You may offer different prices to different groups based on location, demand, and income level. A good example is flexible airline pricing, where prices rise and fall based on who will travel and how much they are willing to pay. By changing your price based on the type of customer you're dealing with, you'll maximize profitability.
Personalized content and messaging
This form of segmentation involves delivering customized content to a particular audience based on their interests. An e-commerce website showing recommendations based on browsing history is an example of content personalization. Customers are more likely to engage with content relevant to their needs and interests.
Read more: How to Develop a Content Strategy: Step-By-Step Guide
A precise target market is a specific subset of a larger market you can target with your marketing efforts. The precise targeting strategy involves narrowing down the larger market to a small, specific group of people who are likely to buy for similar reasons.
The precise targeting approach aims to improve conversion rates by carefully targeting prospects with similar characteristics and needs. Instead of casting a wide net, identifying and targeting specific segments helps you reach customers who are more likely to make a purchase.
How different jobs use market segmentation
Many marketing professionals use market segmentation in their work. Some have to carry out analysis themselves while others use the analysis provided by other professionals.
*All salary data is sourced from Glassdoor as of September 2023.
Average annual base salary (US): $147,018 [ 1 ]
Product managers are responsible for defining and establishing a product’s product strategy, roadmap, and features. They are responsible for getting feedback from customers, gathering market intelligence, and using this information to guide their product decisions.
Read more: What Does a Product Manager Do? And How to Become One
Market segment manager
Average annual base salary (US): $177,097 [ 2 ]
Segment marketing managers deal with a particular segment of the market. For example, a bank might have one segment marketing manager who deals with small businesses and another with large enterprises. A segment marketing manager should understand the needs of the customer segment they are targeting and define what messaging and products will appeal to them.
Average annual base salary (US): $95,146 [ 3 ]
Brand managers are responsible for defining a brand's voice and managing its presence in the marketplace. This involves overseeing the content creation that communicates consistently with the brand's positioning and objectives. By forming different buyer personas, brand managers can develop specialized messaging for customers as part of the brand voice.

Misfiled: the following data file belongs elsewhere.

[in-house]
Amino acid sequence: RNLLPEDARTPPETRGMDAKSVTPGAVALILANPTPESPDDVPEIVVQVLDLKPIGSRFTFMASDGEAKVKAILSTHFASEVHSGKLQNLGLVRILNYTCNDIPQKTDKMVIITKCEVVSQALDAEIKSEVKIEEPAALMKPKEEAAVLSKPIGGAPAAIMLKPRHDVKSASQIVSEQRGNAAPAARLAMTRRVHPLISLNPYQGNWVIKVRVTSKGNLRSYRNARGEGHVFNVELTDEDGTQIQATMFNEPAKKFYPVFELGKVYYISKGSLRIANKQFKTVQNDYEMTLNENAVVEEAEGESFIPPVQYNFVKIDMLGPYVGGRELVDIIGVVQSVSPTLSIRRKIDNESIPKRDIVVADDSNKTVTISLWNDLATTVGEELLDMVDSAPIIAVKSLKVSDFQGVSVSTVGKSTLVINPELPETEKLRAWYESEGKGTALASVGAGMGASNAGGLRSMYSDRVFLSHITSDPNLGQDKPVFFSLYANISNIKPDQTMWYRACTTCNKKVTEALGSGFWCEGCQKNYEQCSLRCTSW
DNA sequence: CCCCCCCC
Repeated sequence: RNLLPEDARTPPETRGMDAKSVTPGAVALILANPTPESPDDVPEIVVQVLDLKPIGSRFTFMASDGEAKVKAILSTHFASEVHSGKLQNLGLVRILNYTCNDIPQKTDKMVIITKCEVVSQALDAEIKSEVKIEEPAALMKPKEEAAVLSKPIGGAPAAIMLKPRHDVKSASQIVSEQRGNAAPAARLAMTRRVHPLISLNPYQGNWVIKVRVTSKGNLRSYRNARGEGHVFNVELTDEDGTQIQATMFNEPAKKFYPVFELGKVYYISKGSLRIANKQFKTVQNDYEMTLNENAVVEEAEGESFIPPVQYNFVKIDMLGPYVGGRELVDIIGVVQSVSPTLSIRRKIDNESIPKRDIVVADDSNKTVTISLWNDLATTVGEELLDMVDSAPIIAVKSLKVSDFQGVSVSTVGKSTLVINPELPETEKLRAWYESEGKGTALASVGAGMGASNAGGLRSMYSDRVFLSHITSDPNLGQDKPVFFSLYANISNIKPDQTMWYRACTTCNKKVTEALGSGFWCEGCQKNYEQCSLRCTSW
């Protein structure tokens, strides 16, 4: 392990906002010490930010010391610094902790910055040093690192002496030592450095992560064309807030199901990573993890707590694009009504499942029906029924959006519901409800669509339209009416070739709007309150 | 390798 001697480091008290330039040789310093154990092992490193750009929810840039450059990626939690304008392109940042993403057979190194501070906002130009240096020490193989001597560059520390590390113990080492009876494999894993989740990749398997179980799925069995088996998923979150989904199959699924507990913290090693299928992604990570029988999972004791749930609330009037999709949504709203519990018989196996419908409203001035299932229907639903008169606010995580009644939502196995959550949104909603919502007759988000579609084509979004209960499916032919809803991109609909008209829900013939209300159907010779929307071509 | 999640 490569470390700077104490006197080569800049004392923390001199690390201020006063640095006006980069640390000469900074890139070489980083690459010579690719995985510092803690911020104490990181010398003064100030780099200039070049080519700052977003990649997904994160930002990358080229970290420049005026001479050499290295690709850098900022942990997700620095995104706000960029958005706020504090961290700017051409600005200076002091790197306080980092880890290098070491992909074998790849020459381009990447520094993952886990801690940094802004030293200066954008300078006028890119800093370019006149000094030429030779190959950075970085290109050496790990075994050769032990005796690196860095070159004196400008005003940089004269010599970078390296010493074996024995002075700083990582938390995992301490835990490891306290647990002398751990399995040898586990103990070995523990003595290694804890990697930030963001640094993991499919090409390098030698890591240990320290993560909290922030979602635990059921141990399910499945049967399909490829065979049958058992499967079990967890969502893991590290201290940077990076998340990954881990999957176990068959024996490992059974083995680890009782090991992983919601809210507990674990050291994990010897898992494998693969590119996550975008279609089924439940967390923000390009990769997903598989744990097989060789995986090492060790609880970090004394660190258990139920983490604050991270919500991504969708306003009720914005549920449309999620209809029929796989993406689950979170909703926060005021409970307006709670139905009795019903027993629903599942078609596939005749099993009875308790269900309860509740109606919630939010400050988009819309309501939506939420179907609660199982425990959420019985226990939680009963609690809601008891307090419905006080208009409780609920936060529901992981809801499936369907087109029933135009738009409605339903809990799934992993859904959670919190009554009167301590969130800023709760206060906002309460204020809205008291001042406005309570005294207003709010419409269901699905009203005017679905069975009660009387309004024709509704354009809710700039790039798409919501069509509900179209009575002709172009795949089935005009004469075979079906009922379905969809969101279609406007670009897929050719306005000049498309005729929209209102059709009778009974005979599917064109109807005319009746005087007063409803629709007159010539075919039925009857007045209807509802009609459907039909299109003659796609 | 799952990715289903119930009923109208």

Read more: What Does a Brand Manager Do? Guide
Digital marketing manager
Average annual base salary (US): $89,929 [ 4 ]
Digital marketing managers are responsible for marketing products or services using digital channels, such as search engines, email, social media, and websites. Their primary focus is to drive specific types of people to the company website. Segmentation is important when planning pay-per-clicks, search engine optimization , and social strategies.
Read more: Digital Marketing: What It Is and How to Get Started
Content marketing specialist
Average annual base salary (US): $55,957 [ 5 ]
Content marketing specialists create content, such as blog posts, videos, or podcasts that engages customers and supports a brand's message. These specialists have to understand how to segment customers based on what type of content they like. They can produce content for each customer segment that will catch their attention and make them more likely to buy from the brand.
Average annual base salary (US): $69,966 [ 6 ]
Marketing analysts collect data from customers' responses to different types of marketing. This data can help companies determine which segments are profitable, which need more attention, and which are no longer valuable.
Read more: Marketing Analytics: Definition, Benefits + Career Guide
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Glassdoor. “ Product Manager Salaries , https://www.glassdoor.com/Salaries/us-product-manager-salary-SRCH_IL.0,2_IN1_KO3,18.htm.” Accessed September 5, 2023.